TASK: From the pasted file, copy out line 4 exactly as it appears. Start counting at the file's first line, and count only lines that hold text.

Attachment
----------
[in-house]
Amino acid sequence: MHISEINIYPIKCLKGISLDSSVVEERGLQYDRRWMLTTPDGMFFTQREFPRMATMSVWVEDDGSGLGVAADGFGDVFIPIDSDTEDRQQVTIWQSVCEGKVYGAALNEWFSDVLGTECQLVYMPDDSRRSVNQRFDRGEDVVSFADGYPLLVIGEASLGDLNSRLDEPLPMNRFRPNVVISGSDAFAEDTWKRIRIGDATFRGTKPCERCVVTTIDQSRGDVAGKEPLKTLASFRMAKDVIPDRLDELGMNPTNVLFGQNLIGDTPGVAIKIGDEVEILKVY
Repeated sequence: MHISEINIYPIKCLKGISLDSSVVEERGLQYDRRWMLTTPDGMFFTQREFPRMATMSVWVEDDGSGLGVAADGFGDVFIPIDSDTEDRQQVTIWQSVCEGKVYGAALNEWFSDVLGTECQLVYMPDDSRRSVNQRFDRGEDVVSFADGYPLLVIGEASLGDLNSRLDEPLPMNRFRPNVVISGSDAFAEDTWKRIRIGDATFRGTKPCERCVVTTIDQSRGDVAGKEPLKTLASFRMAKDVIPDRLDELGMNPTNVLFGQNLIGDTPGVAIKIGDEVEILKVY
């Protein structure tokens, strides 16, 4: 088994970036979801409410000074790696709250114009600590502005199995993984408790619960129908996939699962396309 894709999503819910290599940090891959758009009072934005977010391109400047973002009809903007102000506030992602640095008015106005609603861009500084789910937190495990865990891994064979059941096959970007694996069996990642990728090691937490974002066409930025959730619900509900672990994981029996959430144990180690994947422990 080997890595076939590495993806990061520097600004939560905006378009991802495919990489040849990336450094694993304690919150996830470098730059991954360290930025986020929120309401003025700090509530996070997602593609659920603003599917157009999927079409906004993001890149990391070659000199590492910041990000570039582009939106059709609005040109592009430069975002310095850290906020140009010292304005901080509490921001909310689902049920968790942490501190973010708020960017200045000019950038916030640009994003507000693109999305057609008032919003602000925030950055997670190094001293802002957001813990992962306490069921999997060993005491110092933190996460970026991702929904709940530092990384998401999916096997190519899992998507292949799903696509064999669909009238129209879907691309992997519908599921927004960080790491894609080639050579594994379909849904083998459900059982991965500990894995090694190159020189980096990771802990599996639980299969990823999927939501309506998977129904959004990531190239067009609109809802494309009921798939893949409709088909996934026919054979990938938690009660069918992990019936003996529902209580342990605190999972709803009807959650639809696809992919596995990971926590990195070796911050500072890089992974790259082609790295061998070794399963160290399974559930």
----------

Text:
């Protein structure tokens, strides 16, 4: 088994970036979801409410000074790696709250114009600590502005199995993984408790619960129908996939699962396309 894709999503819910290599940090891959758009009072934005977010391109400047973002009809903007102000506030992602640095008015106005609603861009500084789910937190495990865990891994064979059941096959970007694996069996990642990728090691937490974002066409930025959730619900509900672990994981029996959430144990180690994947422990 080997890595076939590495993806990061520097600004939560905006378009991802495919990489040849990336450094694993304690919150996830470098730059991954360290930025986020929120309401003025700090509530996070997602593609659920603003599917157009999927079409906004993001890149990391070659000199590492910041990000570039582009939106059709609005040109592009430069975002310095850290906020140009010292304005901080509490921001909310689902049920968790942490501190973010708020960017200045000019950038916030640009994003507000693109999305057609008032919003602000925030950055997670190094001293802002957001813990992962306490069921999997060993005491110092933190996460970026991702929904709940530092990384998401999916096997190519899992998507292949799903696509064999669909009238129209879907691309992997519908599921927004960080790491894609080639050579594994379909849904083998459900059982991965500990894995090694190159020189980096990771802990599996639980299969990823999927939501309506998977129904959004990531190239067009609109809802494309009921798939893949409709088909996934026919054979990938938690009660069918992990019936003996529902209580342990605190999972709803009807959650639809696809992919596995990971926590990195070796911050500072890089992974790259082609790295061998070794399963160290399974559930």